I lived in Brooklyn, New York then--a borough of New York City located  directly across the east River from Manhattan, where the twin towers could be seen easily from many vantage points.

That morning I walked in the park with my friends, as I did almost every morning.  My husband was with us that day. He had a business related golf outing to attend later in the day, so he did not have to go into his office at 7 World Trade Center.  My daughter was home, as she did not have any classes that day at NYU.  My son was in his apartment in Washington, DC. as he had off that day. He lived within easy walking distance to the White House.

My husband and I returned home from our walk around 8:30 am, and I remember looking down my street, towards the north, where I could see the tops of the World Trades Centers gleaming in the sunlight. They were always a comforting sight for me when my husband was at work, as I knew he was there, safe in his office, in the World Trade Center complex.

Around 9 am I was preparing breakfast, and my husband was getting his golf bag ready, when our phone rang and a friend was frantically crying, telling us to turn on our TV.  Her husband worked in the same building my husband did, in 7 World Trade, which was located directly across from Tower 1. At 8:46 am American Flight 11 had crashed into Tower 1 of the World Trade Center.

We watched TV in horror. I remember having to go outside to look up at the top of the Trade Center again because I could not believe that what I was seeing on TV was real.  I saw the terrible long trail of black smoke rising high in the once beautiful blue sky.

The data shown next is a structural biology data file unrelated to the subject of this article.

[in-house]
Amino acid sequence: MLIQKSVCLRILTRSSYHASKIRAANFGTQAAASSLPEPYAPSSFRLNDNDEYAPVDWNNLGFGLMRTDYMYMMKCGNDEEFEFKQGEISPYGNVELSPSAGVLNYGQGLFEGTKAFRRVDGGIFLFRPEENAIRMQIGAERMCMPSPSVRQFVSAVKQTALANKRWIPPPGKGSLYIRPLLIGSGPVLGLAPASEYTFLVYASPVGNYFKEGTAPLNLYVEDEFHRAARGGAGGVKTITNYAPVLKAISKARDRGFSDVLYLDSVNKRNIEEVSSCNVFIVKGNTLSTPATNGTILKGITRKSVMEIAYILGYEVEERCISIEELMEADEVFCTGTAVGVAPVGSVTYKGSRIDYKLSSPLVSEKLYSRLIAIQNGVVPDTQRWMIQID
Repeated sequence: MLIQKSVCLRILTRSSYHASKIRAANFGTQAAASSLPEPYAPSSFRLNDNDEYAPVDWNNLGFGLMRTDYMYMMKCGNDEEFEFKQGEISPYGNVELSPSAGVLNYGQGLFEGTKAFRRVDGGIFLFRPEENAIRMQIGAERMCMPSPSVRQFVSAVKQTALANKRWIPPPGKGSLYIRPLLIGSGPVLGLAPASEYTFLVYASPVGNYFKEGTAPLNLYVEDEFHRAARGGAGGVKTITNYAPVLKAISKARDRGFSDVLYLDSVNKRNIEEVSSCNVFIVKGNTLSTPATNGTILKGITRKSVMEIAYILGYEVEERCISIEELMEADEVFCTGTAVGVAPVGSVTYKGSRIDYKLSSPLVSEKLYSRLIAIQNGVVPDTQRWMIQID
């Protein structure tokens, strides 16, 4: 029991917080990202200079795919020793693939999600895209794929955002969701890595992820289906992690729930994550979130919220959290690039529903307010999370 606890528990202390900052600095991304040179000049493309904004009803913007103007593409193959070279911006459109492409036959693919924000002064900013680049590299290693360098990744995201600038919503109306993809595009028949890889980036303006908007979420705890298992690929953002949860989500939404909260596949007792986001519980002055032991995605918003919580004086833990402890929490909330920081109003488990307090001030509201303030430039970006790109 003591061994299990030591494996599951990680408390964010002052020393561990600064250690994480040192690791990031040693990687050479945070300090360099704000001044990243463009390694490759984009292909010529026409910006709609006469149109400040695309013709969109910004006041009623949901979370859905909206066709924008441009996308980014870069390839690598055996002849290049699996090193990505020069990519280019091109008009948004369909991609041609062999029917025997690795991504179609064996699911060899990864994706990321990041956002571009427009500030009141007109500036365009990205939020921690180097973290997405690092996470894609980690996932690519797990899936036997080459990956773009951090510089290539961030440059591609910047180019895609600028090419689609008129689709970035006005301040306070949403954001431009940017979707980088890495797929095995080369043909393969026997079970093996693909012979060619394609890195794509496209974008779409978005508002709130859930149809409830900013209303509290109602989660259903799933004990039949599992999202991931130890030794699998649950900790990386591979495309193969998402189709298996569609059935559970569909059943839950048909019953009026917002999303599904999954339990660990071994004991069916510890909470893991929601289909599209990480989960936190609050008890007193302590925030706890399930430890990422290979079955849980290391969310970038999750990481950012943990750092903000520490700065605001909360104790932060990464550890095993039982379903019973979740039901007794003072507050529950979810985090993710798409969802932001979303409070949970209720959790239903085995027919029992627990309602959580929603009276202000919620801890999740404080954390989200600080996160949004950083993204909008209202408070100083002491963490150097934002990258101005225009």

At 9:03 as we were watching TV -- as millions of people were by then -- United Flight 175 hits Tower 2 and the realization comes to us all that we are under attack!  At 9:37 American Flight 77 crashes into the Pentagon. There are reports that planes are headed for the Capital or the White House and I am frantically trying to get in touch with my son.  Meanwhile, he is frantically trying to get in touch with us, as he knows his father works in the World Trade Center complex. His room mate at the time came back from his job at the World Bank and told him that he saw people running out of the White House, as it was being evacuated. All phones lines are jammed, so we did not find our for many hours that we were all safe.  We also thought of all the family, co-workers, friends and neighbors that we knew that worked at the World Trade Center and despaired over their fate,  as we prayed for their safety.

Community Memorial to Captain Jason Dahl- pilot of United Flight 93, who was a resident of Colorado.

At 9:56 Tower 2 collapses, at 10:03 United flight 93, that was headed towards Washington DC, crashes into a field in Pennsylvania. At 10:28 Tower 1 of the World Trade Center collapses and sets 7 World Trade Center on fire. It collapses at 5:20 pm. Burning papers from the buildings filling the skies for hours and floated toward Brooklyn streets.

We all know of the sad days that followed. The many days of not knowing who was injured, missing, or dead, until one by one we heard the news. We were all stunned, scared, angry, and overwhelmingly sorrowful for all the lives lost that day, thirteen years ago.  Over time we found out we did lose friends, co-workers, classmates and neighbors. Mercifully, we did not lose any family members, but mourned with those that did. So many went to work that blue sky September morning and never returned home.

Inscription on the  memorial tombstone of Micahel Bocchino, Battalion 48 Engine 240 in Green-Wood Cemetery in Brooklyn, NY

So many sacrificed their lives on September 11 to save others. So many worked tirelessly after 9-11 to recover those lost. Much of our lives were changed forever and our country, and the world, remains ever vigilant against terrorism.

9-11 Memorial in the Cathedral Church of St. John the Divine, New York City. Click on the photo to enlarge to read the poem that accompanies the memorial.

May we Never Forget to honor the memory of those lost on 9-11! 

May we work each day, in our own small way, to make the world a better place.